- Banning fan translation projects, and
- Eventual commercial adaptation into anime or other forms, but ignoring the original taste and casting.
In 2011, Fuguriya granted Eden of Xeno permission to publish light novel translations free of charge within Xenocross. Fuguriya’s policy regarding translations of their work allows only for free translated text. They disallow redistribution of all other assets, including graphics and the original untranslated text. I was unaware of this until we started translating the light novels, and as the patches modify graphics and program code, I would most likely have been asked to take the patches offline immediately if Fuguriya discovered AXYPB World. Fortunately, an organization who was willing to work with me discovered my patches first.
This February, I was approached by a representative of JAST USA, who informed me that they have started talks with Fuguriya to license their visual novels for English localization. However, the negotiations stalled and they later received a reply saying that Fuguriya was no longer interested in the deal. It was at this point that JAST contacted me, after finding my contact information on VNDB. They chose me to oversee the translation process due to my work in the five translation patches currently available. If the talks succeeded then, JAST would have purchased the current patches–with the consent of those who worked on them–and I would supervise translations for the remaining visual novels under JAST’s employ. This was the primary reason behind reworking my site’s image as Petals’ Garden with a greater emphasis on news and community despite what I claimed in the past. Above all, I needed a more market-friendly name for my online presence. Because JAST requested that I keep our talks between us, I used the letter to Reo-ppoi Radio as a scapegoat for the name change.
Even with the potential for localizing the visual novels, all of this is to say nothing of the third point in Nakiyoshi’s statement. The changes made in the OVA were contentious with fans of the original visual novel. ChuChu was itself an experiment in pure yuri hentai anime, but unlike Fuguriya, they have yet to announce another work since the Joined In Love With You adaptation in 2010. Nakiyoshi speculates that the changes in voices were due to poor planning, but with the commercial brand, the chance of further deviation is even greater, as is the case with many visual novel-to-anime adaptations. One of the objectives of Xenocross was to raise funding for a second OVA with the original cast. This would have been possible had Fuguriya stayed independent, but licensing characters in a professional work is a very different process. If Eden of Xeno’s ambitions to see the animated world of St. Michael’s expand further without deviation are to move forward, direct communication with Yurin Yurin is mandatory. We hope that our past relationship with Fuguriya will aid us, but again, we know so little about Yurin Yurin that we need all the help we can gather.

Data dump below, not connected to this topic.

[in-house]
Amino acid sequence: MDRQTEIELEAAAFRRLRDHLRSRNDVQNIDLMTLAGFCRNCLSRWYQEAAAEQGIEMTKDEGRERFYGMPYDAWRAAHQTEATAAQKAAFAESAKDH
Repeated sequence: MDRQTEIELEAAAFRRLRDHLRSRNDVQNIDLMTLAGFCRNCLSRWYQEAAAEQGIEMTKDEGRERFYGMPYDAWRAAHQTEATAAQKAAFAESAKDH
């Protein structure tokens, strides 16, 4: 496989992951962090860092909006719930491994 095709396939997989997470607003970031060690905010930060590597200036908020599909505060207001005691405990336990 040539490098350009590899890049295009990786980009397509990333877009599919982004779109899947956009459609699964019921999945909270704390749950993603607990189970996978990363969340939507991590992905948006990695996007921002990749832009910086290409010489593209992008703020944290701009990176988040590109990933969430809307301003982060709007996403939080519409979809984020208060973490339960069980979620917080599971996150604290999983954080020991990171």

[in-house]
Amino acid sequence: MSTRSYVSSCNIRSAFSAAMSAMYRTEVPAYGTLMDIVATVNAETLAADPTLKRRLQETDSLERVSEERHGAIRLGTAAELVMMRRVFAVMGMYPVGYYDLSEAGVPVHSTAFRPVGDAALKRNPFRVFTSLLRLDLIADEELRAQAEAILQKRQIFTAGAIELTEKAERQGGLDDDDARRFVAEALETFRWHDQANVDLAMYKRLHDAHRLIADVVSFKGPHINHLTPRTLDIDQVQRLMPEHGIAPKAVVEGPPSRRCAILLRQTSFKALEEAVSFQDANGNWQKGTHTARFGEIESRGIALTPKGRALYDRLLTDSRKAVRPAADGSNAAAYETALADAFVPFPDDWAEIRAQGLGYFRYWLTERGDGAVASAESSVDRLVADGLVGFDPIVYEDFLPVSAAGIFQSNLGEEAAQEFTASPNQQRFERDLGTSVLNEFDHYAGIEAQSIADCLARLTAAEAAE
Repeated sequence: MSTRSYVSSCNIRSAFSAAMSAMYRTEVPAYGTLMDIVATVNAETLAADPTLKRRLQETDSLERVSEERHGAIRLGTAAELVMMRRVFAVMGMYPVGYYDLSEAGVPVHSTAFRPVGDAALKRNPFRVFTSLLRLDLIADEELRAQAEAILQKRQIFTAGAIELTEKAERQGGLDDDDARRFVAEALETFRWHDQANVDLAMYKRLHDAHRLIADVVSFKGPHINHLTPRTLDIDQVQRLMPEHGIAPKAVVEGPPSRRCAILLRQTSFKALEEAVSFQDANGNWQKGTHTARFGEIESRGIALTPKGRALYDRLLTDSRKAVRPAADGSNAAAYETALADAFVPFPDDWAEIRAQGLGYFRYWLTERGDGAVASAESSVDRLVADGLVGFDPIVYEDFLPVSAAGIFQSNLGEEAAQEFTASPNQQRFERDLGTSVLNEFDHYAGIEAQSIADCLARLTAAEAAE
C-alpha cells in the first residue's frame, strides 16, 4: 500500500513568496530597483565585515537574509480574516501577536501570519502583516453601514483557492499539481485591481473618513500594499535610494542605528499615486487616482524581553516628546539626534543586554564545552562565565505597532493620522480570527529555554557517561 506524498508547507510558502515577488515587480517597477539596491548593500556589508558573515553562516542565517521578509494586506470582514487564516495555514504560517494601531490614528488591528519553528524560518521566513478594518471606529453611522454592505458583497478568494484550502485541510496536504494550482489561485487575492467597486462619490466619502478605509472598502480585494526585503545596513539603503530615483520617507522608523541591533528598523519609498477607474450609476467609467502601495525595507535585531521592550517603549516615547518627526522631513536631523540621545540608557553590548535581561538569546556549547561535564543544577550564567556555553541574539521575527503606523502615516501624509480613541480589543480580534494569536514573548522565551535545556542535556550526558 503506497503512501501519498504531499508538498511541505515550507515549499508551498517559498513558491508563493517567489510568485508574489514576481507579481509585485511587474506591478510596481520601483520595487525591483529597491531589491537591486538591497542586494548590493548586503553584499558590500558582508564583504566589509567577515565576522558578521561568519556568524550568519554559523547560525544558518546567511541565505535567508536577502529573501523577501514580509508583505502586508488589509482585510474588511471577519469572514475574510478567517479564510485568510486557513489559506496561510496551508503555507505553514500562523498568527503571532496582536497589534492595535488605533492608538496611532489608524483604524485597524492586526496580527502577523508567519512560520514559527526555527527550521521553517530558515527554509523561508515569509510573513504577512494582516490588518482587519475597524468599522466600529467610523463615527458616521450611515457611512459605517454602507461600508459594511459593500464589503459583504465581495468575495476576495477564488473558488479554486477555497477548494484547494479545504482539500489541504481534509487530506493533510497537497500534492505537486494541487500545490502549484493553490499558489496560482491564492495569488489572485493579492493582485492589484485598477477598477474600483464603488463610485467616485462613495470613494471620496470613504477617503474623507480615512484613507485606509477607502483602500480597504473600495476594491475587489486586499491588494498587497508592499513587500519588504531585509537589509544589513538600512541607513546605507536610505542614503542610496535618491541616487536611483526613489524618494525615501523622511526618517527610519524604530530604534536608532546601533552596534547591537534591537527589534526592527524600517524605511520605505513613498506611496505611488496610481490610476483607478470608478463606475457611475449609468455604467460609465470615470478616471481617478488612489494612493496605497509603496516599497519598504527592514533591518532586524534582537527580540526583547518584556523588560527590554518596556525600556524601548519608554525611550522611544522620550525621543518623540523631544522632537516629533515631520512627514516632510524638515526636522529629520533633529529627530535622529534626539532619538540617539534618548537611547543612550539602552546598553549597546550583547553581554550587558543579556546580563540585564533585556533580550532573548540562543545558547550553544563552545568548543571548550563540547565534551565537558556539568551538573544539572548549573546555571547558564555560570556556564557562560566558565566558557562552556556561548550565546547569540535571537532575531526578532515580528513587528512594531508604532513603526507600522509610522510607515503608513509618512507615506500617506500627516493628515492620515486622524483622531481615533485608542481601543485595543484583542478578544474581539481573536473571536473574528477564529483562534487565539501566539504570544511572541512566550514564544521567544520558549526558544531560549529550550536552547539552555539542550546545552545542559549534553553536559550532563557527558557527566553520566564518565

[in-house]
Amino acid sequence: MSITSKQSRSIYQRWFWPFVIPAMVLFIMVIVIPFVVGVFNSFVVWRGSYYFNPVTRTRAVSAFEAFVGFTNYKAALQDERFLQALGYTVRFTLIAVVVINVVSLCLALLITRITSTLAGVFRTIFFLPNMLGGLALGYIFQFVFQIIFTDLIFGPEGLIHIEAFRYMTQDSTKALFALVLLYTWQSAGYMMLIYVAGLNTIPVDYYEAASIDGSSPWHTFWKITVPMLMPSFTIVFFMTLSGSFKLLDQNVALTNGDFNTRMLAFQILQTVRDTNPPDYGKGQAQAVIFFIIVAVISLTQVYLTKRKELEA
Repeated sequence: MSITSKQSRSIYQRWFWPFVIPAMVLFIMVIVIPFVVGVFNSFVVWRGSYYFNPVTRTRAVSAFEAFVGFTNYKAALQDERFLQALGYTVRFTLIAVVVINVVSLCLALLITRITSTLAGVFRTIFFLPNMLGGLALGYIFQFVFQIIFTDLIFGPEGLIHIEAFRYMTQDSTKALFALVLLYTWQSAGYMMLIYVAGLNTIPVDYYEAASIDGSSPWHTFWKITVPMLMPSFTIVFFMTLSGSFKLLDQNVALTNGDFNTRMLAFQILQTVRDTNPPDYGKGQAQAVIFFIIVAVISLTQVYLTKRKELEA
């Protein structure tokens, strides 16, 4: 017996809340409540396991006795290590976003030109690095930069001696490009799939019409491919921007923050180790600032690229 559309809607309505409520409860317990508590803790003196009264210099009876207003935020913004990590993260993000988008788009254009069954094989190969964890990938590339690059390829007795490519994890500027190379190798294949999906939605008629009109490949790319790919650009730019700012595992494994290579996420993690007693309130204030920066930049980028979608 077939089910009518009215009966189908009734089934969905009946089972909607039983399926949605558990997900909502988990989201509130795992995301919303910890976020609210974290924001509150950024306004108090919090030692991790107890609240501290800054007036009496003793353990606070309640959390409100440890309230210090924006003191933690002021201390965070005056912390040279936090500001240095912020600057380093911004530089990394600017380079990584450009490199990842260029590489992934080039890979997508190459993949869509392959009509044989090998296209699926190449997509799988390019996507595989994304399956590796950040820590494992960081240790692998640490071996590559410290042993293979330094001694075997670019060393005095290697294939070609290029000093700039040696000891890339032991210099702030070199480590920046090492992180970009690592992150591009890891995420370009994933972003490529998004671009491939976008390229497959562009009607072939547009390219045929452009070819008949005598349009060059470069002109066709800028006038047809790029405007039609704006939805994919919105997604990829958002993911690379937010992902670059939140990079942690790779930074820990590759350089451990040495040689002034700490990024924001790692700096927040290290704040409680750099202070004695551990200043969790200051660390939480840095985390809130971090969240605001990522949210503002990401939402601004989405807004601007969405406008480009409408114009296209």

Yurin Yurin represents a new opportunity–perhaps the last–to rekindle negotiations. I informed both Eden of Xeno and JAST USA of each others’ attempts at localization, which were both secrets between me and each group, and they are now coordinating a joint talk with Yurin Yurin to prove the viability of English localization of their products. For the reasons explained above, we are now actively and openly seeking to negotiate with Yurin Yurin and we need your help.
Please support JAST and Eden of Xeno as they cooperate to make this license a reality. Follow @yurinyurin_soft on Twitter and use the hashtag #その花 frequently to demonstrate overseas demand for their products. Share this post and raise awareness of these plans as widely as possible. This is, unfortunately, the only method I know of to show support for Yurin Yurin as an overseas fan. Fuguriya has been in business for six years, and they must know it was due in part to support from outside their home country. I believe pure yuri in the vein of A Kiss For The Petals is very much in demand, but not enough people are speaking for it. If we do not advocate it now, we may never get another chance until another company follows Yurin Yurin’s lead.